Keith Olbermann and Michael Moore criticized the media for ignoring what they saw as an important new political movement currently forming on Wall Street.
We are unions, students, teachers, veterans, first responders, families, the unemployed and underemployed. We are all races, sexes and creeds. We are the majority. We are the 99 percent. And we will no longer be silent. As members of the 99 percent, we occupy Wall Street as a symbolic gesture of our discontent with the current economic and political climate and as an example of a better world to come.
Olbermann sent a producer and a camera to speak to people in the encampment. He played that footage on his Thursday show before speaking to Moore. Olbermann said that, for some reason, the protesters had been "Ignored by those who presumably support them, by those who oppose them, by those who seemingly should just be reporting on them."
He asked Moore, "that's 2,000 or 500 or 50 Tea Partiers there...it's on the evening news, isn't it?"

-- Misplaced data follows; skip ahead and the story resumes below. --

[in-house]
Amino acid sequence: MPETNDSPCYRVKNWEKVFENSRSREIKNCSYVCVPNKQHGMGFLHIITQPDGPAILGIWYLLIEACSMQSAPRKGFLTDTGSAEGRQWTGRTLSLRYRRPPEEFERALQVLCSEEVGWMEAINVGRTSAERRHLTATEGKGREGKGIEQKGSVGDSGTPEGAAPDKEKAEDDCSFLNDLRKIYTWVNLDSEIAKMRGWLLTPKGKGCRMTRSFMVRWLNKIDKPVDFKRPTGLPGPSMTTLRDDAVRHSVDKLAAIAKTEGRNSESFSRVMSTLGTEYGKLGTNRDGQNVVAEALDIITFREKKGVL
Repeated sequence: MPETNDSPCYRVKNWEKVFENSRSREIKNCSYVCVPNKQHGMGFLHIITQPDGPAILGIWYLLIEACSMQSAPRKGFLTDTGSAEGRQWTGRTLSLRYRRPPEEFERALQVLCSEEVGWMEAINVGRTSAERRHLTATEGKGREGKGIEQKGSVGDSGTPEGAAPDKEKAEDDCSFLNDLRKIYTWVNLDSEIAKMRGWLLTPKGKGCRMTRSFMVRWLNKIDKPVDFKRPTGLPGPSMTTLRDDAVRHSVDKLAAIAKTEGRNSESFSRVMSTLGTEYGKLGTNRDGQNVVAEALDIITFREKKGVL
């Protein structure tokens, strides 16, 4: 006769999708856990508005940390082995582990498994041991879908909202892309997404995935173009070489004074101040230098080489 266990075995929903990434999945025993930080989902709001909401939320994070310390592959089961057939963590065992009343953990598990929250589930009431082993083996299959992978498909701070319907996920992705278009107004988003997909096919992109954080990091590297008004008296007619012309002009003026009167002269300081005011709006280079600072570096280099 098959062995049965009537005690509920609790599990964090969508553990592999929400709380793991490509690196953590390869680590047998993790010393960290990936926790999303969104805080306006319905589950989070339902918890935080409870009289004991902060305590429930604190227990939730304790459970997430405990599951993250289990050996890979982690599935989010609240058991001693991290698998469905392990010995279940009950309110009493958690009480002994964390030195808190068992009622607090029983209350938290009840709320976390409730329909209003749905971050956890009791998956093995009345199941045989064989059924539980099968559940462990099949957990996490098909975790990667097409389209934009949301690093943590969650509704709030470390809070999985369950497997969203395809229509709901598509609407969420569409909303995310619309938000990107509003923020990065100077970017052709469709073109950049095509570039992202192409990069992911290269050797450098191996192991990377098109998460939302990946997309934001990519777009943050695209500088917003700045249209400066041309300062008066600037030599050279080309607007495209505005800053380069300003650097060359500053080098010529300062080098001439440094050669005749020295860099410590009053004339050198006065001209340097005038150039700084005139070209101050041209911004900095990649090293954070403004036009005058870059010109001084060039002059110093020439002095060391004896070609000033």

"Oh, absolutely," Moore responded. "It would be the top story." He said he couldn't understand why the networks and other media had not covered the story more fully, and called the movement "the very first attempt to take a real stand" in the years since the financial crisis.
Moore then referenced comments made by New York mayor Michael Bloomberg, who warned that persistent economic pain could lead to unrest and riots in the streets.
"The smart rich know they can only build the gate so high," he said. "And ... history proves that people, when they've had enough, aren't going to take it anymore. And much better to deal with it nonviolently now, through the political system, than what could possibly happen in the future, which nobody wants to see."
Olbermann again expressed puzzlement that the "left wing media" was seemingly brushing over the Occupy Wall Street story. He then turned to the execution of Troy Davis, who was killed on Wednesday night.
"A man was murdered last night in our name," Moore said.